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Partitioning the Soul

Debates from Plato to Leibniz

Ed. by Corcilius, Klaus / Perler, Dominik

Series:Topoi – Berlin Studies of the Ancient World/Topoi – Berliner Studien der Alten Welt 22

    79,95 € / $112.00 / £72.50*

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    Publication Date:
    July 2014
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    Aims and Scope

    Does the soul have parts? What kind of parts? And how do all the parts make together a whole? Many ancient, medieval and early modern philosophers discussed these questions, thus providing a mereological analysis of the soul. Their starting point was a simple observation: we tend to describe the soul of human beings by referring to different types of activities (perceiving, imagining, thinking, etc.). Each type of activity seems to be produced by a special part of the soul. But how can a simple, undivided soul have parts? Classical thinkers gave radically different answers to this question. While some claimed that there are indeed parts, thus assigning an internal complexity to the soul, others emphasized that there can only be a plurality of functions that should not be conflated with a plurality of parts. The eleven chapters reconstruct and critically examine these answers. They make clear that the metaphysical structure of the soul was a crucial issue for ancient, medieval and early modern philosophers.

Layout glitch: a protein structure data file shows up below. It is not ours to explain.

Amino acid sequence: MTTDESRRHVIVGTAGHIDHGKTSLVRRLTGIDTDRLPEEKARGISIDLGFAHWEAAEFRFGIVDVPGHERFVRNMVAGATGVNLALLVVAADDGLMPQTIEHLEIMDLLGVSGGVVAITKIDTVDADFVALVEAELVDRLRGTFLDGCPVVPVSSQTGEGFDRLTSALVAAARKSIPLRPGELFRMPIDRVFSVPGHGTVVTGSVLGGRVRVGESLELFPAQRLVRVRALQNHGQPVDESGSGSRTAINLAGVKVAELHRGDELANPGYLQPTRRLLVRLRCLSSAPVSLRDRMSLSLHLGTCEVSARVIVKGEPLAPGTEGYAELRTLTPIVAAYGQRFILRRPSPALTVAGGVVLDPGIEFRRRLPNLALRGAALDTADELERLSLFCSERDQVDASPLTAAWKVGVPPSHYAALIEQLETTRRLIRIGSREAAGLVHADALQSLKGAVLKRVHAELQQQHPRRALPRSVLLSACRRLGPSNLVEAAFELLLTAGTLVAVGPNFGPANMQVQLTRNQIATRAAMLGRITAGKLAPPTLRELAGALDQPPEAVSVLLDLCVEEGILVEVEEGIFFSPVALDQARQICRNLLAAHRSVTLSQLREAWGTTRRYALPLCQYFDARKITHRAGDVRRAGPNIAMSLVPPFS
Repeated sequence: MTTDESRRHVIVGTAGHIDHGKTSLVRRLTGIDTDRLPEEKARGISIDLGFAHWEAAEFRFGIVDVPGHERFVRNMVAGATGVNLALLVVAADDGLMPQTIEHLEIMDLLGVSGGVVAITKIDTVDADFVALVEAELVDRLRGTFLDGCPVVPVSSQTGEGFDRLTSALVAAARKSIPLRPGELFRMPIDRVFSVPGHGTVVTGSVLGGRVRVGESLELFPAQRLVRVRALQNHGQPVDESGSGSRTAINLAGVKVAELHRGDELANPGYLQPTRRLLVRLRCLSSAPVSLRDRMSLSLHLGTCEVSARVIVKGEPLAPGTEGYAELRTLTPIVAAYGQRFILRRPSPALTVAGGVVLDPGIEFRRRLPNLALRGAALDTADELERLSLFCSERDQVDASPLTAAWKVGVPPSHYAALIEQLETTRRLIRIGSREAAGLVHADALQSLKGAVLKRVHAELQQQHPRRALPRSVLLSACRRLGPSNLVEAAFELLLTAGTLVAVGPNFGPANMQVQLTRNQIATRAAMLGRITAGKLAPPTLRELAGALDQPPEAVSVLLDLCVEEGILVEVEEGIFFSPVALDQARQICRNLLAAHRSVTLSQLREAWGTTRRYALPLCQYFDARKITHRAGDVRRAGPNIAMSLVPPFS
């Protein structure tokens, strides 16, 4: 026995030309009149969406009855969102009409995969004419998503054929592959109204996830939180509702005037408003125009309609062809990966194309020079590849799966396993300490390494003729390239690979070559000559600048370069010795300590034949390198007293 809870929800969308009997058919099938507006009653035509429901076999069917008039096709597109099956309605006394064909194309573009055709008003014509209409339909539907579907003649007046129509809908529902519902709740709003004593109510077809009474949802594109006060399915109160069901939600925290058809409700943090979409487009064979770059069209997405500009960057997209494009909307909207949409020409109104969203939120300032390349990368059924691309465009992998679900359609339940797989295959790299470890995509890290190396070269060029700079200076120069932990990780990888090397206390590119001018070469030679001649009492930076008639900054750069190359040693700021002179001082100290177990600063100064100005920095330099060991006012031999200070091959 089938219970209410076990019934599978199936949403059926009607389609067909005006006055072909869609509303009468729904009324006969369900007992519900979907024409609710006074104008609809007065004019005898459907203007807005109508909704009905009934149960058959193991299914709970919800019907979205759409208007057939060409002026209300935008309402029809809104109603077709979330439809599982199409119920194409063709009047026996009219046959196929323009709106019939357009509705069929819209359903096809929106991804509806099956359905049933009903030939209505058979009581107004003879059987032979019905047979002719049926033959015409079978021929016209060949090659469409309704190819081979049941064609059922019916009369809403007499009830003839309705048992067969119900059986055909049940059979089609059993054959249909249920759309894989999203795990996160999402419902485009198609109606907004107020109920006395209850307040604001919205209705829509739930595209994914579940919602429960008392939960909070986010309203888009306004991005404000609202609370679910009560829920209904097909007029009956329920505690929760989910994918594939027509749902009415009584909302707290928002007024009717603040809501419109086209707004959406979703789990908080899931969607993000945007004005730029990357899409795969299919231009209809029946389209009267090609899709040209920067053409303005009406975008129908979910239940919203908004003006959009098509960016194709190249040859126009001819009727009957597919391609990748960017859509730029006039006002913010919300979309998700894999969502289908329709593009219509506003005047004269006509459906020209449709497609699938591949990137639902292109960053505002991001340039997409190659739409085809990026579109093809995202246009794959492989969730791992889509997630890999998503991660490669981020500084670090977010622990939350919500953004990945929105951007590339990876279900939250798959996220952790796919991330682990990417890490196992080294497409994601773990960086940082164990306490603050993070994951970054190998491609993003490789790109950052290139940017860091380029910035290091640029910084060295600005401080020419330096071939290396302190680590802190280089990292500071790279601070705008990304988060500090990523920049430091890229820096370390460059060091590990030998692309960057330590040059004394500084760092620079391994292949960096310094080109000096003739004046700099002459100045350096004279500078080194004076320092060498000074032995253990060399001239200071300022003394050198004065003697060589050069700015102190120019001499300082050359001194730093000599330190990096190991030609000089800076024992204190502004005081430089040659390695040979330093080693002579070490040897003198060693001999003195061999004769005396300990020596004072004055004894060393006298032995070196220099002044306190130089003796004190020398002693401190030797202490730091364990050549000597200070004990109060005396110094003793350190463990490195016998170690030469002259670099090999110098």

Supplementary Information


    vi, 304 pages
    Type of Publication:
    Soul; history of philosophy; philosophy of mind
    All those interested in philosophy.

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    "The papers are uniformly rich in content and subtle in argument."
    Lloyd Gerson in: BMCR 2016.03.12

    More by Perler, Dominik:

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